By Larry Rosenberg, with David Guy
Shambhala, 208 pp.
There's a famous Woody Allen line about death, something to the effect of, "It's not that I'm afraid of dying. I just don't want to be there when it happens." Larry Rosenberg, one of the country's leading teachers of Buddhism, wants us to know that being there--being aware--isn't the problem; it's the solution.
The Buddha traced all our suffering to delusion, one of the most popularbeing that we are immune to death. Of course, we "know" we're going todie--ask us, we'll certainly give you the right answer. But that knowledgeis only frontal-lobe deep. It hasn't reached us where we live. If we truly understood how brief, how momentary, our little firefly lives are, the way we live and love would be transformed. For one thing, we would be happier, lighter.
Larry Rosenberg's aim here is to loosen the hold of that central delusion. His premise is that the fear of death, snaked around the fear of aging and fear of illness, is burrowed into our unconscious, a chronic undercurrent of anxiety. The Buddhist method is to "flush out these fears," to invite them into consciousness, stare into their faces, and so release ourselves from their grip.
How can we tolerate being with these fears? We sit with them. Through meditation, we develop the strength to sit through impatience, physicalpain, difficult emotions and thoughts. We learn to observe it all, and that observation makes it "workable." We see that the thought, the pain,the fear, are impermanent, changing--in a sense we outlast them: We're the sky; they're clouds passing by. The art in this observation is to be intimate; whatever the experience, not rejecting or resisting it but "uniting"with it. Becoming aware of whatever barrier separates it from us, and making contact with that barrier. "Intimacy comes from the clear seeing of separation," Rosenberg writes.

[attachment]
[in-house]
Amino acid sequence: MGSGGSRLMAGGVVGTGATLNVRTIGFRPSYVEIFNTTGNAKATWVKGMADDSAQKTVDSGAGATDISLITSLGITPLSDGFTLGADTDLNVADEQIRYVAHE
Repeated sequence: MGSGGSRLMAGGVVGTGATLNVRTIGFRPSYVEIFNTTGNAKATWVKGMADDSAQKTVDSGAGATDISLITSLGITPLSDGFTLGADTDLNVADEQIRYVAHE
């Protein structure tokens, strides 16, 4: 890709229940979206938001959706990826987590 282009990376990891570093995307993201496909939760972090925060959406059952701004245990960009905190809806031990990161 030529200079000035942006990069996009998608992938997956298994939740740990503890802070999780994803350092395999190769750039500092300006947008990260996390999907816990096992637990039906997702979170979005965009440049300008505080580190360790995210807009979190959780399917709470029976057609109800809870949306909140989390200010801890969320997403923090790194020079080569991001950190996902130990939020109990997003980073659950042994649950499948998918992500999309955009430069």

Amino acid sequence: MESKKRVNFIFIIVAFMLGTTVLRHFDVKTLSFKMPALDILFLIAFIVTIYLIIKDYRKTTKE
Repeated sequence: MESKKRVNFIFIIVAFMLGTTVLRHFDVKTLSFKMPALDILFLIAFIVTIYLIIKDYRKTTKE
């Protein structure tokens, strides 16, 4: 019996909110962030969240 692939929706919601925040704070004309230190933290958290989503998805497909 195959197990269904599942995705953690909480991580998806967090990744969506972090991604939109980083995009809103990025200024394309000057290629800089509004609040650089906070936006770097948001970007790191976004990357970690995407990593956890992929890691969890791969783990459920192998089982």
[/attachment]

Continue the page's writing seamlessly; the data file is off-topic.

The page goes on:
This intimacy, this choice to observe rather than avoid or react, has tremendous transformative power. More and more, we take refuge in our "sky nature," in pure awareness. Fears lose their sting. Rosenberg, founder and guiding teacher of the Cambridge (Mass.) Insight Meditation Center, gives instructions for formal contemplations on the inevitability of aging, illness, and death. We practice relinquishment, non-attachment. We see thatwe are not our jobs, our relationships, our possessions, our body ("our closestcompanion," Rosenberg calls it). "We are dying on the installment plan,"he says.
Rosenberg was a professor of sociology at Brandeis in his pre-Buddhist life, and he's a gifted teacher. The clarity of his explanations, his ability to articulate what many would say is unsayable, makes this, his second book (the first was "Breath by Breath: The Liberating Practice of Insight Meditation"), a treasure. He takes readers to difficult places--envisioning our own corpses, the loss of everything we think we are--and yet supports us with the strength of the Buddha's wisdom. There's nothing to believe, only the invitation to test the approach and its premises for ourselves. Along the way are jewels of insight.
For example: If you bring meditation into daily life, your relationship to time will change. Instead of allotting so manyhours a day for work, for children, for your partner, for exercise, "and finally, you hope, a little time for yourself," you'll find that every moment is yours. If you're there--aware, mindful--every moment counts. Youcan "discover nirvana in the midst of everyday life." Just as death isn't a destination far in the future, awakening isn't a distant goal: "It happens now, and only now. It is present this moment if we want to choose it."
The subject of death and dying is heating up in the culture right now, andRosenberg's book is a great contribution to the discussion. It's a course in living, a wake-up call that will be beneficial to everyone working to ease dying for others, everyone who is going to lose people they love, andeveryone who is going to die.